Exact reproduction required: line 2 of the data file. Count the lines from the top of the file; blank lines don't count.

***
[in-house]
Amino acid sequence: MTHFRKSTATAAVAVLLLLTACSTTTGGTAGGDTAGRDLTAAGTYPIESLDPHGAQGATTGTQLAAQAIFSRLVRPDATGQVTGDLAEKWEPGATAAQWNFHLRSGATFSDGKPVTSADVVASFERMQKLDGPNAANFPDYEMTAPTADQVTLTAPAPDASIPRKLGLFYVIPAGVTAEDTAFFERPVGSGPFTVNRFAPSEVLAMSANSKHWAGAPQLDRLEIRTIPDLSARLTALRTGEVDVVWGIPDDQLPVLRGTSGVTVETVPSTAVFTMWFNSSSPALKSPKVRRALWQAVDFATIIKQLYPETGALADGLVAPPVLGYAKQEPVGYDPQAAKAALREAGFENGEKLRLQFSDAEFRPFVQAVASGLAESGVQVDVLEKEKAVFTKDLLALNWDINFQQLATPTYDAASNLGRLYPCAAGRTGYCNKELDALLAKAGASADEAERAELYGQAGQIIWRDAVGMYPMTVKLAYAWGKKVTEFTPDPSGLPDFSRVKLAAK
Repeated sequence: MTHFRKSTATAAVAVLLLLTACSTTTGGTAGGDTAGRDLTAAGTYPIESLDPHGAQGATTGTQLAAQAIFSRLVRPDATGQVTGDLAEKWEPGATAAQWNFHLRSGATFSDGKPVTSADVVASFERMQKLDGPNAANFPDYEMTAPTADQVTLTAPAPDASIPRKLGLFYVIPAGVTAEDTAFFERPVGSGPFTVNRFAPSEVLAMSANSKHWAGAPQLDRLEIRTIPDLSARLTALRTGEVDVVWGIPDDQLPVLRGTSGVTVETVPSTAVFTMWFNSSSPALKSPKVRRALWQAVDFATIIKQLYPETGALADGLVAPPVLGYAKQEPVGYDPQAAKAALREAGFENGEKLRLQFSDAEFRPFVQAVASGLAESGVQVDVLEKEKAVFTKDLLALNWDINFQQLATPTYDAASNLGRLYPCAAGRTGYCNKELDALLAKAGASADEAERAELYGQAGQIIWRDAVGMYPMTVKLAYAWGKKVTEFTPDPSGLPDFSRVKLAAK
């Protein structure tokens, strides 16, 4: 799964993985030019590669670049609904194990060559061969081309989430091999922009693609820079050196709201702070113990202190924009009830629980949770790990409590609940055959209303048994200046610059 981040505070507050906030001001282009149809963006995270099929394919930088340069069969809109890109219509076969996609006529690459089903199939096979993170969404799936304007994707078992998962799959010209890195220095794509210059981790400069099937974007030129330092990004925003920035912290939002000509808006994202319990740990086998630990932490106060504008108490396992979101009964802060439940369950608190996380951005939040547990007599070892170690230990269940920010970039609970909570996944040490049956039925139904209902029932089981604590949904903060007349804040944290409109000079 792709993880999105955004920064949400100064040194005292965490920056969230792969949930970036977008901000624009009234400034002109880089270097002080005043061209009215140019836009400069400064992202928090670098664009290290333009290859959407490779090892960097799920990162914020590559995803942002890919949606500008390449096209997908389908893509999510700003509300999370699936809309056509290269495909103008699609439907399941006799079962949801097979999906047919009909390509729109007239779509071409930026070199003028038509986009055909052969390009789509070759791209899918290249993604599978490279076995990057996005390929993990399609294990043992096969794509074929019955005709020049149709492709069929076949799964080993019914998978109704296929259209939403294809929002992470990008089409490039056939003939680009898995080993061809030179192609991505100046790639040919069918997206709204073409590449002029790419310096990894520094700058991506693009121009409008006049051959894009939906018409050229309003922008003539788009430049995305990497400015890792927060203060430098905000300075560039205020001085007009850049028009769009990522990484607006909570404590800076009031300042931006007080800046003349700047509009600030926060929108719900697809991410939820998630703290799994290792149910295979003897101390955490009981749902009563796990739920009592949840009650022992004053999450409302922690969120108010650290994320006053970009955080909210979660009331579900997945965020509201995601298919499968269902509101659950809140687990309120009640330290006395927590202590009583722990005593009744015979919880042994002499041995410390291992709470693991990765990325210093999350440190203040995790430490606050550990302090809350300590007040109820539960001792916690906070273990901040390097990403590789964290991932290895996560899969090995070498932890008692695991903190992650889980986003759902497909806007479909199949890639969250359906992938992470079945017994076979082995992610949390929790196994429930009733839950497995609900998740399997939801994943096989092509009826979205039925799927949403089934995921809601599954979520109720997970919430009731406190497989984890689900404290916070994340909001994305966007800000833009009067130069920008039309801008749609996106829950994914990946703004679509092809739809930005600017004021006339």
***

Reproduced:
Amino acid sequence: MTHFRKSTATAAVAVLLLLTACSTTTGGTAGGDTAGRDLTAAGTYPIESLDPHGAQGATTGTQLAAQAIFSRLVRPDATGQVTGDLAEKWEPGATAAQWNFHLRSGATFSDGKPVTSADVVASFERMQKLDGPNAANFPDYEMTAPTADQVTLTAPAPDASIPRKLGLFYVIPAGVTAEDTAFFERPVGSGPFTVNRFAPSEVLAMSANSKHWAGAPQLDRLEIRTIPDLSARLTALRTGEVDVVWGIPDDQLPVLRGTSGVTVETVPSTAVFTMWFNSSSPALKSPKVRRALWQAVDFATIIKQLYPETGALADGLVAPPVLGYAKQEPVGYDPQAAKAALREAGFENGEKLRLQFSDAEFRPFVQAVASGLAESGVQVDVLEKEKAVFTKDLLALNWDINFQQLATPTYDAASNLGRLYPCAAGRTGYCNKELDALLAKAGASADEAERAELYGQAGQIIWRDAVGMYPMTVKLAYAWGKKVTEFTPDPSGLPDFSRVKLAAK